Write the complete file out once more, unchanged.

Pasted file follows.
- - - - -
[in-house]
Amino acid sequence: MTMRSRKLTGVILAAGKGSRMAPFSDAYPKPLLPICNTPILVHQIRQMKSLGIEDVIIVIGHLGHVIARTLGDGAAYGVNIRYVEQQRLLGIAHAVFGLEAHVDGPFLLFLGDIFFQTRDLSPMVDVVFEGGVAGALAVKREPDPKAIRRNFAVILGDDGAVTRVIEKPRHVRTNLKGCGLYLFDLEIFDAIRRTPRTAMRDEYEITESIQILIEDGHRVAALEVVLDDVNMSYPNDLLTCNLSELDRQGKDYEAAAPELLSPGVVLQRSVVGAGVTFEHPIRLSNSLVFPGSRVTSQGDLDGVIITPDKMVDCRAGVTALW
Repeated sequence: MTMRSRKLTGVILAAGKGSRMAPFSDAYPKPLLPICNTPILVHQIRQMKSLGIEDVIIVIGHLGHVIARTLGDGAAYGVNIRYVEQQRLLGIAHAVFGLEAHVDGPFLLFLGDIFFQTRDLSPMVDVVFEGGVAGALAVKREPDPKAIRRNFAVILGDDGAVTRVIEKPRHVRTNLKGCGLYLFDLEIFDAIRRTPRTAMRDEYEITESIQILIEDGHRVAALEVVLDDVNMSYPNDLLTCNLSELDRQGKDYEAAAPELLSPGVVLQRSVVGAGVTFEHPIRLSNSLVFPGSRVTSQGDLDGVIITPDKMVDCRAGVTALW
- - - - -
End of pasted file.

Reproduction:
[in-house]
Amino acid sequence: MTMRSRKLTGVILAAGKGSRMAPFSDAYPKPLLPICNTPILVHQIRQMKSLGIEDVIIVIGHLGHVIARTLGDGAAYGVNIRYVEQQRLLGIAHAVFGLEAHVDGPFLLFLGDIFFQTRDLSPMVDVVFEGGVAGALAVKREPDPKAIRRNFAVILGDDGAVTRVIEKPRHVRTNLKGCGLYLFDLEIFDAIRRTPRTAMRDEYEITESIQILIEDGHRVAALEVVLDDVNMSYPNDLLTCNLSELDRQGKDYEAAAPELLSPGVVLQRSVVGAGVTFEHPIRLSNSLVFPGSRVTSQGDLDGVIITPDKMVDCRAGVTALW
Repeated sequence: MTMRSRKLTGVILAAGKGSRMAPFSDAYPKPLLPICNTPILVHQIRQMKSLGIEDVIIVIGHLGHVIARTLGDGAAYGVNIRYVEQQRLLGIAHAVFGLEAHVDGPFLLFLGDIFFQTRDLSPMVDVVFEGGVAGALAVKREPDPKAIRRNFAVILGDDGAVTRVIEKPRHVRTNLKGCGLYLFDLEIFDAIRRTPRTAMRDEYEITESIQILIEDGHRVAALEVVLDDVNMSYPNDLLTCNLSELDRQGKDYEAAAPELLSPGVVLQRSVVGAGVTFEHPIRLSNSLVFPGSRVTSQGDLDGVIITPDKMVDCRAGVTALW